Long-term illnesses are very challenging emotionally, physically, and especially financially. I should know, as I have lived through 3 grandparents, 2 in-laws, and one mother who all needed or still need care. It is difficult to watch those you love lose the ability to do for themselves, and to experience the toll it takes on family and friends who are thrust into the role of caregiver.
Some of these situations seem to come out of nowhere after a stroke, a fall, or a surgery gone awry, while others are slow and progressive, like Parkinson’s, Alzheimer’s, or cancer. Regardless, if you are thrust into the situation over night or if it happens gradually, it will affect your spouses and children in many different ways: Families will differ on the course of care that should be given: whether or not to keep a person at home or move them to a facility, who is available to provide the care or should they hire a professional to provide the needed assistance? If a spouse is still able and willing to provide care, what toll might that take on them both physically and emotionally? Is there someone at home who can help administer needed medications? So many questions and details to manage!
Care coordinators (or geriatric care managers) are available to consult with a family concerning various options. There is no need to go through this alone! There are home care services that provide temporary care or longer duration care as needed. Assisted living or nursing homes also exist if taking care of a family member at home is not an option. Today, we also have progressive living communities that offer housing from independent living, assisted living residences, and full nursing home residence all on the same campus.
When one is put in the situation of caregiving for a friend or family member, it is worthwhile to utilize whatever resources are available. If the person who needs care has purchased long-term care insurance, or has an LTC rider on a life insurance policy, care coordinators are usually provided under that policy and should be consulted. If there is no insurance, then speak with friends or Google ‘Care Coordinators’ in the area. If you have a family member who has cognitive or neurological issues and are concerned with their ability to drive, there is a program at the Beth Israel Hospital, in Boston, called Drivewise, where both a neurological and a physical driving test can determine if one is still safe to drive. It is a good resource to consider if you don’t wish to be viewed as the bad guy or judge of whether or not to take a person’s keys away.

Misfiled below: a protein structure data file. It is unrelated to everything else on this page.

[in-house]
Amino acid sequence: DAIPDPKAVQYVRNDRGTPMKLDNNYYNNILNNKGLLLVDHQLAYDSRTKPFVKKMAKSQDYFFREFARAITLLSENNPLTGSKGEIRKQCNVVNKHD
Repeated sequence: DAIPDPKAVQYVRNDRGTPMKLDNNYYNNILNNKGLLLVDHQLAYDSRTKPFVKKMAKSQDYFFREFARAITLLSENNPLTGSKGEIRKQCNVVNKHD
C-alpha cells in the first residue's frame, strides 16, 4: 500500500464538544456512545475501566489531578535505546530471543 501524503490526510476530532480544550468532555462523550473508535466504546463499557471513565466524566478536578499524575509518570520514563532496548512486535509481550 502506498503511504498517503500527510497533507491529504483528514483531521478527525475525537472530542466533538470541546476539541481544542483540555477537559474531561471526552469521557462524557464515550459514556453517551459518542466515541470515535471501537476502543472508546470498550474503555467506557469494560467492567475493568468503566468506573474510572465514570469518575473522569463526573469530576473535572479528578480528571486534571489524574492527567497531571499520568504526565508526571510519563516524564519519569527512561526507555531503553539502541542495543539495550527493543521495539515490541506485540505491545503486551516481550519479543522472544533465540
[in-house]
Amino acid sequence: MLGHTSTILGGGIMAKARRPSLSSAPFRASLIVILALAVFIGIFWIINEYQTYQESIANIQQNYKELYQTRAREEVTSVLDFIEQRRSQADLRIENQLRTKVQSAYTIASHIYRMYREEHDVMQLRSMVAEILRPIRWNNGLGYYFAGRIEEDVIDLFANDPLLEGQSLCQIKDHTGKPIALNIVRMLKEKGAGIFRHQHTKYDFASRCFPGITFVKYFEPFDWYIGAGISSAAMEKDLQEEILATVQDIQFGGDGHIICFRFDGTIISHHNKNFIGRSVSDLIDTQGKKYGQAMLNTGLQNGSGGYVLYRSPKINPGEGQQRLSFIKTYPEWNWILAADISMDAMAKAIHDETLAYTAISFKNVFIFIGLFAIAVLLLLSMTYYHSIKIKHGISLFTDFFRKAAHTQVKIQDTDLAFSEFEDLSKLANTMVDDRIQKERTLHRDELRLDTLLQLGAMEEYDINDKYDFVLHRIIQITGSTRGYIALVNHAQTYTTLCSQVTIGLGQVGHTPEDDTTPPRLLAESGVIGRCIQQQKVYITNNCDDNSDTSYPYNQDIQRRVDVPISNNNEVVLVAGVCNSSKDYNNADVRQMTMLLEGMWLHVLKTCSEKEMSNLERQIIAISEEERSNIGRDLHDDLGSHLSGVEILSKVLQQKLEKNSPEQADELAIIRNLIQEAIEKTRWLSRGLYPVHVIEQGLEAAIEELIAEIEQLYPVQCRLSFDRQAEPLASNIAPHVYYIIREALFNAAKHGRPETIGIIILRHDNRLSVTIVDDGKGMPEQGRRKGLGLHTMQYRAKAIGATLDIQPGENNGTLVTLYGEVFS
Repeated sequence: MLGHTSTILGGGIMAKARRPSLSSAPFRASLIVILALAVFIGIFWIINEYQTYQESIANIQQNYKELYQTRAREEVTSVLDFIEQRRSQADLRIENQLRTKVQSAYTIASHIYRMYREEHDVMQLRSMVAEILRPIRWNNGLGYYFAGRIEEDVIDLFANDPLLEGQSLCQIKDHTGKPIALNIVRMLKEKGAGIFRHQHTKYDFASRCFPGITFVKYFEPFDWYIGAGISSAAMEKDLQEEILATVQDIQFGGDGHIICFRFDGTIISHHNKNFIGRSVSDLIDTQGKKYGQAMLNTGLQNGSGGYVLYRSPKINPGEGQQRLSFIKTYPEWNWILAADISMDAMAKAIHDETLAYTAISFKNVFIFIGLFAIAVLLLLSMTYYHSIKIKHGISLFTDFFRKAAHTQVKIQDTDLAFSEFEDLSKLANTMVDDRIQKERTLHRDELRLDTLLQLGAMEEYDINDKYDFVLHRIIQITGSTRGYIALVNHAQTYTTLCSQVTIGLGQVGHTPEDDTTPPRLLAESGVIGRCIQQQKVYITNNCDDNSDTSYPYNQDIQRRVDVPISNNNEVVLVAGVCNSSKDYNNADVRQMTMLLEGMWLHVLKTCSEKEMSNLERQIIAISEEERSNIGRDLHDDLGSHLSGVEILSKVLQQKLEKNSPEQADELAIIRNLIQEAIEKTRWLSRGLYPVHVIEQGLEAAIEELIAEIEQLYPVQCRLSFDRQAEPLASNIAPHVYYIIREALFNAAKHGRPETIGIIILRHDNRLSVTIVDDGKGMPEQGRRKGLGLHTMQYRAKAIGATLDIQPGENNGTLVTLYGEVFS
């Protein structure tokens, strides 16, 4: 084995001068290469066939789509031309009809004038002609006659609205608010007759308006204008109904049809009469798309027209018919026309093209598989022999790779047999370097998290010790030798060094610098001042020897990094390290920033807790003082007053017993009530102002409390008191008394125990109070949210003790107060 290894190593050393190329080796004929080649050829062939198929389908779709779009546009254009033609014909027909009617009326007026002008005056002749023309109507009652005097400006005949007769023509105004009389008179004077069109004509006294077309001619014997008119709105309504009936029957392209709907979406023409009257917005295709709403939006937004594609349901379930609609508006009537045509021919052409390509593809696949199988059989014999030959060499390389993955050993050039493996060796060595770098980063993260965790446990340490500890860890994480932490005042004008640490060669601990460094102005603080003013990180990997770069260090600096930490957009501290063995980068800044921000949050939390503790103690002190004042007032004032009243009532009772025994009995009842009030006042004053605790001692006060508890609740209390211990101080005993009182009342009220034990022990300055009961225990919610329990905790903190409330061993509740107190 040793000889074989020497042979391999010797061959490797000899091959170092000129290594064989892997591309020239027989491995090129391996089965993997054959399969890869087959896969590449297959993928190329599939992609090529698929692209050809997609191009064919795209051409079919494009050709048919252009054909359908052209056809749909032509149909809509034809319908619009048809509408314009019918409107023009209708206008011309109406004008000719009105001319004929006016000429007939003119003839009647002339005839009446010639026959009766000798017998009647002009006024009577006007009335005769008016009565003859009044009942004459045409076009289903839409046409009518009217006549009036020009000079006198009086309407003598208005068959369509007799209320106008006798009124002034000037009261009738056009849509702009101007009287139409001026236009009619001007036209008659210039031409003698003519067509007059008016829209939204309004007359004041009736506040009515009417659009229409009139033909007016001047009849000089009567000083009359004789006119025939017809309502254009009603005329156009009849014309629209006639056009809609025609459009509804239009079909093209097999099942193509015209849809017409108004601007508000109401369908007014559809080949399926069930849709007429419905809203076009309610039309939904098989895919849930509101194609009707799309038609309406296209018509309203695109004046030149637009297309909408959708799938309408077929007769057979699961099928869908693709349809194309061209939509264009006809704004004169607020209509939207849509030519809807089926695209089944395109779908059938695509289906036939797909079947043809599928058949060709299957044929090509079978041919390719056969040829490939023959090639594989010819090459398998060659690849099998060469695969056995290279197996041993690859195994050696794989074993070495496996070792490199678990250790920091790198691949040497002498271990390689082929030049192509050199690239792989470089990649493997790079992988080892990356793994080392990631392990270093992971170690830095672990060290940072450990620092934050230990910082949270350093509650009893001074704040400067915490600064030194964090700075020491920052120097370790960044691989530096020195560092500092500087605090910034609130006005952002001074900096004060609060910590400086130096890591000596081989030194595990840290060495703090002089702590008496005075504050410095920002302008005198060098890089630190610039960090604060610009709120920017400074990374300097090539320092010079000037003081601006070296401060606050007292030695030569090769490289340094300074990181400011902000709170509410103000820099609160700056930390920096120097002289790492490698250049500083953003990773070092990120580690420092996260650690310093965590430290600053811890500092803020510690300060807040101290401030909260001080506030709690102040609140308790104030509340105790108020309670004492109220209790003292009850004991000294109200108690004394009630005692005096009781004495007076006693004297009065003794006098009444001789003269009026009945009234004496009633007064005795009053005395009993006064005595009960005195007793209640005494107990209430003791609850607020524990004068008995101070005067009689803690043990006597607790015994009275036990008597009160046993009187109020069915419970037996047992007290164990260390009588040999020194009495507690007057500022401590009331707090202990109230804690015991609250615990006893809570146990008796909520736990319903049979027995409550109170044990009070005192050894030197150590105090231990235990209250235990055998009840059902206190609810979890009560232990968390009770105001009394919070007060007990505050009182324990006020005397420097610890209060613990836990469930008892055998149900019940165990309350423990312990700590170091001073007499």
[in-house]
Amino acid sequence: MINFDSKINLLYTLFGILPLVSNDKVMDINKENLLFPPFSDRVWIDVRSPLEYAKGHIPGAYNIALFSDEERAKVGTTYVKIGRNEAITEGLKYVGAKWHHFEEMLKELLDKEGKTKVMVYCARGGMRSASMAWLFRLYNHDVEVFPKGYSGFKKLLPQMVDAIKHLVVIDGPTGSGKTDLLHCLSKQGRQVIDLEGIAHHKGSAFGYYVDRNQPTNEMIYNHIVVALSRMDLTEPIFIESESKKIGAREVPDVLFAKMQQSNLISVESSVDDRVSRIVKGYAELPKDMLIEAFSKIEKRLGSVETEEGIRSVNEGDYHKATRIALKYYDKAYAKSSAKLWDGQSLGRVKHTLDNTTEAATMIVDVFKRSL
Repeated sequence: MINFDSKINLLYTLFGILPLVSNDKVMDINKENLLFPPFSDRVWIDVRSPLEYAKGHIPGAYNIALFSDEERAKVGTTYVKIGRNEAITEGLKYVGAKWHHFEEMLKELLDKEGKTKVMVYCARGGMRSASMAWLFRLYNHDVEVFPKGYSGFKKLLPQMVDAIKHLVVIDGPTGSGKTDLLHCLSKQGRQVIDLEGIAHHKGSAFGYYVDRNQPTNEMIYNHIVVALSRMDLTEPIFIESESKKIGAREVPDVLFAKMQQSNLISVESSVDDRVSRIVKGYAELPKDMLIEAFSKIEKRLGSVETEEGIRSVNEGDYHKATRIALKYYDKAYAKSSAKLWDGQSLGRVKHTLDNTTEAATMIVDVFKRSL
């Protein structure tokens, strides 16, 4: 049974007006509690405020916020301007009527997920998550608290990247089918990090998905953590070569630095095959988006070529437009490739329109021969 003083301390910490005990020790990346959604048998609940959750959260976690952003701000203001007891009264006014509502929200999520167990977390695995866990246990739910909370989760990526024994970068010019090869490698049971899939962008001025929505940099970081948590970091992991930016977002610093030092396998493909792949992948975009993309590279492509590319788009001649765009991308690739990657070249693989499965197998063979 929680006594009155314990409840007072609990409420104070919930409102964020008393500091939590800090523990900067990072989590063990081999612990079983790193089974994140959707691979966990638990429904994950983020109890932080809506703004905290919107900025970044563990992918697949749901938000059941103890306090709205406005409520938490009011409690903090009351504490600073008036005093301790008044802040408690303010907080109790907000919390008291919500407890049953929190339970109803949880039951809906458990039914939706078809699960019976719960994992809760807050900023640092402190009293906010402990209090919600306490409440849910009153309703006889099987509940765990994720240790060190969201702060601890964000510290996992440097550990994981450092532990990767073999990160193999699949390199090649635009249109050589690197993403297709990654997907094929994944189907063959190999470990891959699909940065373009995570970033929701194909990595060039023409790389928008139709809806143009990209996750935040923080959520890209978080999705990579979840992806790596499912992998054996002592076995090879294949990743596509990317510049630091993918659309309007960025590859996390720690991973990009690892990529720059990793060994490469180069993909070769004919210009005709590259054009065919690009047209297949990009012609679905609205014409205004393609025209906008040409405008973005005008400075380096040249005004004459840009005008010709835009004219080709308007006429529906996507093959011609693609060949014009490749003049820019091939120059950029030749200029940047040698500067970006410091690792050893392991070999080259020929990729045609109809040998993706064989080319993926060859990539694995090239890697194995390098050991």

If you are still healthy, and are concerned about how a long-term illness will affect you and your family emotionally and financially, the best thing to do is to have a discussion about your wishes with family members now. Perhaps someone in your family would want you to come live and assist them? Maybe a family member would want to come live with you? Many people have heard that long-term care insurance is very expensive, which it certainly can be if you are trying to cover the entire cost of care, but LTC insurance can also be used to offset just some of the costs of care, which can often prove to be more affordable. Investigate different living options for later life if you haven’t already considered progressive living environments in your area. Familiarize yourself with local service providers and do your best to make your wishes know before someone is thrown into the position of making them for you.
If you are in the midst of dealing with long-term care issues or foresee them happening in your future, call us today and set up an appointment.